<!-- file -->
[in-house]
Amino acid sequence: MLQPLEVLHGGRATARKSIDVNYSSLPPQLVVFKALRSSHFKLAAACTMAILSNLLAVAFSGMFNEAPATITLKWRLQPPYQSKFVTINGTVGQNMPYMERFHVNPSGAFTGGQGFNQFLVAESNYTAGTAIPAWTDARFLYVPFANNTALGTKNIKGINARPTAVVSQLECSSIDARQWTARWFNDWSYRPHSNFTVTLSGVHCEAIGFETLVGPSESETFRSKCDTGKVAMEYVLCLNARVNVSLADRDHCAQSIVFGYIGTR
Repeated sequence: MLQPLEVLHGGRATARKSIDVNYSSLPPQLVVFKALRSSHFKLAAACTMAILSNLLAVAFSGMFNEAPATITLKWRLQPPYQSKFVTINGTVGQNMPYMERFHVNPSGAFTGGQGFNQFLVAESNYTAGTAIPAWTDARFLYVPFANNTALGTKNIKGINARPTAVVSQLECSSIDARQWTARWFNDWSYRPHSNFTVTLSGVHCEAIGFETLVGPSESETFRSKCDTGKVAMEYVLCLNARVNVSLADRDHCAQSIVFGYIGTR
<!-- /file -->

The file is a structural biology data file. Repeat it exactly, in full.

[in-house]
Amino acid sequence: MLQPLEVLHGGRATARKSIDVNYSSLPPQLVVFKALRSSHFKLAAACTMAILSNLLAVAFSGMFNEAPATITLKWRLQPPYQSKFVTINGTVGQNMPYMERFHVNPSGAFTGGQGFNQFLVAESNYTAGTAIPAWTDARFLYVPFANNTALGTKNIKGINARPTAVVSQLECSSIDARQWTARWFNDWSYRPHSNFTVTLSGVHCEAIGFETLVGPSESETFRSKCDTGKVAMEYVLCLNARVNVSLADRDHCAQSIVFGYIGTR
Repeated sequence: MLQPLEVLHGGRATARKSIDVNYSSLPPQLVVFKALRSSHFKLAAACTMAILSNLLAVAFSGMFNEAPATITLKWRLQPPYQSKFVTINGTVGQNMPYMERFHVNPSGAFTGGQGFNQFLVAESNYTAGTAIPAWTDARFLYVPFANNTALGTKNIKGINARPTAVVSQLECSSIDARQWTARWFNDWSYRPHSNFTVTLSGVHCEAIGFETLVGPSESETFRSKCDTGKVAMEYVLCLNARVNVSLADRDHCAQSIVFGYIGTR